It’s no secret we’re living in a very divisive time right now. It seems to be Democrats versus Republicans, or conservatives versus liberals. Whether it’s a family member or life partner, many of us are living with someone of an opposing viewpoint.
In recent years, Jim Ryan has gotten used to playing pool by himself, but of course, he’d rather not play alone. He says in his old age he’s really appreciated having somebody else by his side.
“I’m a widower and it’s nice to have a significant other that can help you out, and you can help them out,” Ryan said.
Two and a half years ago, he met a new partner, but it didn’t take long to find out their political opinions were very different. He says he’s been a lifelong Democrat, and she’s a Republican. In a game of pool, if he were solids, she’d be stripes.
“She said well, ‘Is that a dealbreaker since we’re opposite viewpoints?’ And I said 'Well, let me get back to you on that’ and we’ve been dating ever since,” Ryan said.
Even though their feelings for each other are mutual, Ryan’s partner did not want to be identified in this story. He says she told him there’s too much tension between parties right now. Nonetheless, they have found a way to continue loving each other regardless of their political differences.
“Politics, like religion, can be a game changer,” Couple's Counselor Ray Wynfield said.
Ray Wynfield has been a couple’s counselor for nearly four decades. He says he offers advice to couples who politically disagree.
“It’s a choice, people need to know it’s a choice. You can end a relationship over a church or religion, you can a relationship over politics – over Trump and Biden.”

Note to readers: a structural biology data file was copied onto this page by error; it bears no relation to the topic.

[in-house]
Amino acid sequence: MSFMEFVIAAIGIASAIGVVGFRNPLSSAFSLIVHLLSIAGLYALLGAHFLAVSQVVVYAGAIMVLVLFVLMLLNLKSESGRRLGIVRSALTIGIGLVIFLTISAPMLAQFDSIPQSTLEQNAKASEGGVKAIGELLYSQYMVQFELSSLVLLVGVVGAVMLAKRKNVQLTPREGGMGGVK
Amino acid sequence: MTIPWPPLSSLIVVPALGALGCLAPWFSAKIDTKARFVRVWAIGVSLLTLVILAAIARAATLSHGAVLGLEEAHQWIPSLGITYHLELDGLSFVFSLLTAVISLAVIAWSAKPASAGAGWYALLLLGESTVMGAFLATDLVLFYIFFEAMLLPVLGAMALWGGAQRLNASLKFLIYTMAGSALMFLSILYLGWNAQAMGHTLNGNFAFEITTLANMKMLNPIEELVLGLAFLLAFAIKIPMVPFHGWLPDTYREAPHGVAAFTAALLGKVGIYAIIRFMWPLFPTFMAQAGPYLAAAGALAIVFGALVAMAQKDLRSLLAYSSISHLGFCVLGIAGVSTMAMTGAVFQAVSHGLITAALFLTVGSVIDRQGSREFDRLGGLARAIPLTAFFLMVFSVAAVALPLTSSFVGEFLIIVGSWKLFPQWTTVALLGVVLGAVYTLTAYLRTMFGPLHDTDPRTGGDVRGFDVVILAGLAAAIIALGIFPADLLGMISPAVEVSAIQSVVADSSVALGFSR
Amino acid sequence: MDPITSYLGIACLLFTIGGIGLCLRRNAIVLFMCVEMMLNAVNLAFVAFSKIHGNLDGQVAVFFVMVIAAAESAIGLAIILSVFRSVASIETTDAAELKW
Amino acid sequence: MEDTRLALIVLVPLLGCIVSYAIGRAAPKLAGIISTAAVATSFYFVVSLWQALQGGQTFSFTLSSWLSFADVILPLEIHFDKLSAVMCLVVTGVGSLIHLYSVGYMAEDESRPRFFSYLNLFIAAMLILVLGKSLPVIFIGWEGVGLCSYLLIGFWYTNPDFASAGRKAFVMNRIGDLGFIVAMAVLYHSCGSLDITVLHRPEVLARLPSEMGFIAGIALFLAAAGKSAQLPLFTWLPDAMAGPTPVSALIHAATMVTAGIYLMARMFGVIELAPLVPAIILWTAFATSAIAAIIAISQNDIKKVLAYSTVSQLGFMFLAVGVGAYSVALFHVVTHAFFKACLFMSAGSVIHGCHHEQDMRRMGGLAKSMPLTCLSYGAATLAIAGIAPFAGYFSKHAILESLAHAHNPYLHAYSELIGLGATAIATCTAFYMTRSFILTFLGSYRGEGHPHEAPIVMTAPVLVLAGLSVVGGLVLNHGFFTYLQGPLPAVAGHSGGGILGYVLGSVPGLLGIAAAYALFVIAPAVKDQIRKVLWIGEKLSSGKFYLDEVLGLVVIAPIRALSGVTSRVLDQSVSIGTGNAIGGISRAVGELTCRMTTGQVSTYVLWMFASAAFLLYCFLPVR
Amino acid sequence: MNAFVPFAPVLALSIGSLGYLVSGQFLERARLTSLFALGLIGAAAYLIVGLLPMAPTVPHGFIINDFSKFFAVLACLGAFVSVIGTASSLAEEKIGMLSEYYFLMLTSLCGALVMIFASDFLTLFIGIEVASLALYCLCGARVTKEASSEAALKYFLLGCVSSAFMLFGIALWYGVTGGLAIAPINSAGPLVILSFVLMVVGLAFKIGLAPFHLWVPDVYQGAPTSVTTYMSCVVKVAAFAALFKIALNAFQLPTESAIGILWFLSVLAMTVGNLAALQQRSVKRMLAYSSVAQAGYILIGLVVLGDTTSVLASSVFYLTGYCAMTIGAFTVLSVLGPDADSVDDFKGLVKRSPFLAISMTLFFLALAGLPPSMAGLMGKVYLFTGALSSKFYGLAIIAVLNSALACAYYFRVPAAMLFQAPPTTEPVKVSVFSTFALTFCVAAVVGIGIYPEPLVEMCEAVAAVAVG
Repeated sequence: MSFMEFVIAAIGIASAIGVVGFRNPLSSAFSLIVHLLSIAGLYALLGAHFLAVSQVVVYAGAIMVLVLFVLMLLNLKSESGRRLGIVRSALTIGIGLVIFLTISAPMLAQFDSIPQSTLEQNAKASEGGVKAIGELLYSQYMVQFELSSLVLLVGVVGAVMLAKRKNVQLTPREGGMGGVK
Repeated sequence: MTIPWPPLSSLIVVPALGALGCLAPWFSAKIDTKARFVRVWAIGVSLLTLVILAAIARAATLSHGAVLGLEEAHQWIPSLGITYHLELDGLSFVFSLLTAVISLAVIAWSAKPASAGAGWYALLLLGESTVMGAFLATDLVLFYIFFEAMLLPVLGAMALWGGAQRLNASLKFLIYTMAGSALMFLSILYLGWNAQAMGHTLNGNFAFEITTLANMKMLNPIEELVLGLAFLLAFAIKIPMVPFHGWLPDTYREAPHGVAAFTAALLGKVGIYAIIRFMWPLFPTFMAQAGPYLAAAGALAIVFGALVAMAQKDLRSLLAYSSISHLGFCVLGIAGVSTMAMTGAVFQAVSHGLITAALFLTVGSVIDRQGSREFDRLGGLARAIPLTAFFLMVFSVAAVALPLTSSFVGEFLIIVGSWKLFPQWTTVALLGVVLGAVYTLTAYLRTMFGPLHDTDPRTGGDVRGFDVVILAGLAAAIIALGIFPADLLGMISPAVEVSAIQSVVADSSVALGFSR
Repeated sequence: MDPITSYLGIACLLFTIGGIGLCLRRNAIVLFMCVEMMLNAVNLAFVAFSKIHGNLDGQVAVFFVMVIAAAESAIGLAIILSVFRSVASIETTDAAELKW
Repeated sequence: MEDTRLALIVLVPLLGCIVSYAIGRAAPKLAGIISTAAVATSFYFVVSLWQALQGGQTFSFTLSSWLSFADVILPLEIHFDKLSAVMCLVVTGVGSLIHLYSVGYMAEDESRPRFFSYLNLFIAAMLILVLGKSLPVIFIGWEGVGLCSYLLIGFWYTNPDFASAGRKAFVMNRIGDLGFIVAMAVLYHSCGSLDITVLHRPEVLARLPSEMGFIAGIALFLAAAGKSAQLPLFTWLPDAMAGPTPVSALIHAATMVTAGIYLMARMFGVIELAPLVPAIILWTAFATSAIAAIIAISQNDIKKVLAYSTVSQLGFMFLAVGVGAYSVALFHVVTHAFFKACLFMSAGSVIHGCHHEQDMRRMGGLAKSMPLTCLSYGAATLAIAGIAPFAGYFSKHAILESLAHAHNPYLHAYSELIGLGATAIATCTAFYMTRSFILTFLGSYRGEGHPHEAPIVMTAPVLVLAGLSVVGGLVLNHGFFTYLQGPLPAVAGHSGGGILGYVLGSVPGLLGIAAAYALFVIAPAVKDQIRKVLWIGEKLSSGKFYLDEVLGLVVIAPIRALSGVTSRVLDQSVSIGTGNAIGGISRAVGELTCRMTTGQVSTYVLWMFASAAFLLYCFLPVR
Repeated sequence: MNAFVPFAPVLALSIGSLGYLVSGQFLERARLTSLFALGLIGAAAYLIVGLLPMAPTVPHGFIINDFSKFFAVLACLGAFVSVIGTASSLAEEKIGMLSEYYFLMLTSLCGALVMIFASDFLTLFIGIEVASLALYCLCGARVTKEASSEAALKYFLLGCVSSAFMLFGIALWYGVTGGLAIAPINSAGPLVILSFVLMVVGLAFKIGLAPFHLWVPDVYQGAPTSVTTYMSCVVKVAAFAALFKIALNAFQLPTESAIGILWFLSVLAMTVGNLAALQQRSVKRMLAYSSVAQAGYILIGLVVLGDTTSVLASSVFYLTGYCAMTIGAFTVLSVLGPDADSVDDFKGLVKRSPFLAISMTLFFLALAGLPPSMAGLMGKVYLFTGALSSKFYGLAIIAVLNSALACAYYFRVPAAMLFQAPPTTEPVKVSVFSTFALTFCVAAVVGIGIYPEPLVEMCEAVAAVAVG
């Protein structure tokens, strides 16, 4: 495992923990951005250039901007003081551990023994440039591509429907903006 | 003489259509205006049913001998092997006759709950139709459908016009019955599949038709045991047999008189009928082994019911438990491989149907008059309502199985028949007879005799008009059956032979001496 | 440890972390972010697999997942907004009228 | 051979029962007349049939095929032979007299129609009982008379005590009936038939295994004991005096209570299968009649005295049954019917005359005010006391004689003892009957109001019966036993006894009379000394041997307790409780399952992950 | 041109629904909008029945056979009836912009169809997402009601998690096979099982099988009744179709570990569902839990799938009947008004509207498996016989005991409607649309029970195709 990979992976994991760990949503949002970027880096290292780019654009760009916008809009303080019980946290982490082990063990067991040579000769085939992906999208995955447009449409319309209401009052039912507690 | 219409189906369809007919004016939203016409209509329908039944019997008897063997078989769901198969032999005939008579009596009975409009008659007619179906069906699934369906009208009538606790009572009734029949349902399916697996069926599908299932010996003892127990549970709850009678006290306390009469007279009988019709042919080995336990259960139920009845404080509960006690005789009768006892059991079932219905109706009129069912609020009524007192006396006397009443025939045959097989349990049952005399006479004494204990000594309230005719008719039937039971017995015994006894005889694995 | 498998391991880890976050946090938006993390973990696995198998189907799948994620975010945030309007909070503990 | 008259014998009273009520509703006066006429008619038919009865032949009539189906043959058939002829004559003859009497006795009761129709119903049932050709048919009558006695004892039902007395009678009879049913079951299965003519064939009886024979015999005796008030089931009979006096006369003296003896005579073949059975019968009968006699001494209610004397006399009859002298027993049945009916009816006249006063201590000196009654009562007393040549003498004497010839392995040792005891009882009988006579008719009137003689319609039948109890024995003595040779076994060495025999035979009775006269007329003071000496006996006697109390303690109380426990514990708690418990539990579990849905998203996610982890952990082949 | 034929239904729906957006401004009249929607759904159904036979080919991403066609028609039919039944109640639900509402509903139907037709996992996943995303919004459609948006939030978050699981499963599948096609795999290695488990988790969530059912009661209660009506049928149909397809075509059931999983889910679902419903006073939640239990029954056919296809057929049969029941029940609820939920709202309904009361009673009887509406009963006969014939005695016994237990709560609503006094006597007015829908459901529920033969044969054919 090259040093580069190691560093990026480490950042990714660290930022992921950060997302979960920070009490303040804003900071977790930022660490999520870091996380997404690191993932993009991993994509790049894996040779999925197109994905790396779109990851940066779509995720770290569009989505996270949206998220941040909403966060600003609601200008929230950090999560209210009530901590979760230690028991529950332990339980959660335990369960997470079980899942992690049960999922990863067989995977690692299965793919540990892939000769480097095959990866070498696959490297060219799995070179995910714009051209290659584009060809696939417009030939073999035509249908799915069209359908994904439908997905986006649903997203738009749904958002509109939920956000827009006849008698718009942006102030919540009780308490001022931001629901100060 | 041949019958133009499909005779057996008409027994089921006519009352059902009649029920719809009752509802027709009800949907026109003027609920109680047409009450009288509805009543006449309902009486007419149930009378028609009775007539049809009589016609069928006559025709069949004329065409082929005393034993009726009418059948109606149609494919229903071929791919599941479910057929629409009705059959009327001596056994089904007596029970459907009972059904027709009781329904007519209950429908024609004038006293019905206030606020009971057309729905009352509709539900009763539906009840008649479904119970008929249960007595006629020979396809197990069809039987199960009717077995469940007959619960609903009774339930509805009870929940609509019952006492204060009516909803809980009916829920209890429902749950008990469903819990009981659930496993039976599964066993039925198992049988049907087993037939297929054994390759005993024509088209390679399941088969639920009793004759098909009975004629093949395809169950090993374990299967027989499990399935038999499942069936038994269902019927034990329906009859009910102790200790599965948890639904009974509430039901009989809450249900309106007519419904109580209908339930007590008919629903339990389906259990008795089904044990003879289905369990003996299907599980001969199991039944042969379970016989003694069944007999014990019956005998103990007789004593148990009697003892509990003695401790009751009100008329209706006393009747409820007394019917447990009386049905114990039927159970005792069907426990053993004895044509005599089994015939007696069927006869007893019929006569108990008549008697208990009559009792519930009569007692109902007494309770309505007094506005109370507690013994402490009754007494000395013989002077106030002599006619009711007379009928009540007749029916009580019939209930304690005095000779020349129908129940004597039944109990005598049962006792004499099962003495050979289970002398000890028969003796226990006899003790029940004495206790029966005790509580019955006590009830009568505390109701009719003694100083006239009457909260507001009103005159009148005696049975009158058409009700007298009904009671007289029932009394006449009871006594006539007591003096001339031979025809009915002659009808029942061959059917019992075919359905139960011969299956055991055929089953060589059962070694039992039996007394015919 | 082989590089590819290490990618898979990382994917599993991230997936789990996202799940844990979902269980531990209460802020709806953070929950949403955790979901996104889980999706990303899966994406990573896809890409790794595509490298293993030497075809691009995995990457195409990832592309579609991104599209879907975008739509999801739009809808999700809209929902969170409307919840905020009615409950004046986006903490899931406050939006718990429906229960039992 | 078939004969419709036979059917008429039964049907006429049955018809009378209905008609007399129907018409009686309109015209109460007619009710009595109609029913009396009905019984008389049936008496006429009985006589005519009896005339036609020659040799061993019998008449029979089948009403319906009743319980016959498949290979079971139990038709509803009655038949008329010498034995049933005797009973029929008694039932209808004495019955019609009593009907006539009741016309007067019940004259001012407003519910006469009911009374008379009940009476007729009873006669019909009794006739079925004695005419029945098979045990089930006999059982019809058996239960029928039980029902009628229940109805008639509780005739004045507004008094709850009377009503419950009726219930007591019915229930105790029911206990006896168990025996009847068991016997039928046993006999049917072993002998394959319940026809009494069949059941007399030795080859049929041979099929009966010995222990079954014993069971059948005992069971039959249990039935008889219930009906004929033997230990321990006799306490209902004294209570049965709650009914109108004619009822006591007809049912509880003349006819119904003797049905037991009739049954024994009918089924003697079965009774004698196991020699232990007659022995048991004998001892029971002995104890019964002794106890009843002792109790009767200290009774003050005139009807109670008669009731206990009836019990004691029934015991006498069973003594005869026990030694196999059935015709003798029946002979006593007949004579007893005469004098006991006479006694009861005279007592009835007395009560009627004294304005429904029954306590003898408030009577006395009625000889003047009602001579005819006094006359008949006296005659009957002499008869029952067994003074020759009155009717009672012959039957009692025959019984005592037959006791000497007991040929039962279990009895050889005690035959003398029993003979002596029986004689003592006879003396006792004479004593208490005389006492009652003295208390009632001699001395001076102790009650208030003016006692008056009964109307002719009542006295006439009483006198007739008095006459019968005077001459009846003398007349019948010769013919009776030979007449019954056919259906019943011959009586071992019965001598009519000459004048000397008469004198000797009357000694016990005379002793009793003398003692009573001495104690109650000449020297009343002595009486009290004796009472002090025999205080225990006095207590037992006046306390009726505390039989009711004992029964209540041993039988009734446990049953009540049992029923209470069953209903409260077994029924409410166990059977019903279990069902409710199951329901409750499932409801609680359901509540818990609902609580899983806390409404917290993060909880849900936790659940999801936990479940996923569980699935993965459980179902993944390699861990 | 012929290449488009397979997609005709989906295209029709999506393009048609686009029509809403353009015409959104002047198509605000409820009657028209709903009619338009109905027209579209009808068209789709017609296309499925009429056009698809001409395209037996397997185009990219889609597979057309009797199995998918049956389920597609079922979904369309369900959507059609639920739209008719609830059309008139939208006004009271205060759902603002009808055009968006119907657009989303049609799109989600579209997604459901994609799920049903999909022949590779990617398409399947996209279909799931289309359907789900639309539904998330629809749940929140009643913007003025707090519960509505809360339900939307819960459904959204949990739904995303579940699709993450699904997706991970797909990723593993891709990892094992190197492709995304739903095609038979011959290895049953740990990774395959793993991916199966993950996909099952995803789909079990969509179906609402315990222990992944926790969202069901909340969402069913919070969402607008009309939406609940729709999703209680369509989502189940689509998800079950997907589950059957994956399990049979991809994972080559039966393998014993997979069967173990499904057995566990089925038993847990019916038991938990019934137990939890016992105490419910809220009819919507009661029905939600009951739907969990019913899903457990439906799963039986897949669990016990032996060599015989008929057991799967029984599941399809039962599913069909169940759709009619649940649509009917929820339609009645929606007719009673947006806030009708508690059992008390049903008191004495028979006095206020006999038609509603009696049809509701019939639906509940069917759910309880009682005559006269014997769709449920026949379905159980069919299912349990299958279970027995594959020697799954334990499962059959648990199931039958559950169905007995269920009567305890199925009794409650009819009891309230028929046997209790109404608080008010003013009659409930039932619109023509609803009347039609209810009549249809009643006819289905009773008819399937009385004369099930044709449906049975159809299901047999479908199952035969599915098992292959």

However, if you want to keep the peace between you and your significant other, or another family member, Wynfield says there’s a simple solution.
“Don’t discuss it," Wynfield said. "Unless you can discuss it in a kind and respectful way where both people’s opinions and both people’s positions are respected.”
Ryan says that’s something he often practices.
“There are times where I have to bite my lip, and usually I’m the one that bites my lip,” Ryan said.
According to Wynfield, if you and a loved one are struggling to get along in the midst of election season, you can work on skills to find peace between each other.
“We need good communication skills, we need skills on how to be aware of our emotions, how to be aware of other people’s emotions,” Wynfield said.
If you really do want to discuss politics, he says you shouldn’t react to another person’s views in a hateful way.
“Even if you don’t like their candidate, even if you don’t respect their candidate, even if you think their candidate is evil, you don’t say that,” Wynfield said.
In his 70 years of life, Ryan says he’s had civil conversations with people of opposing viewpoints. He’d like to see the same happen at the Capitol and all over the country.
“I have a lot of friends that are lifelong Republicans and we get along just fine,” Ryan said.
Above all else, Wynfield says we need to focus on the good our loving relationships bring us. He says there is so much more to each of us than our political affiliation.
“What I hope people do in the next two weeks and after the election regardless of the results – that people can be kind and loving to each other and really appreciate the magic that they can have with a special friend,” Wynfield said.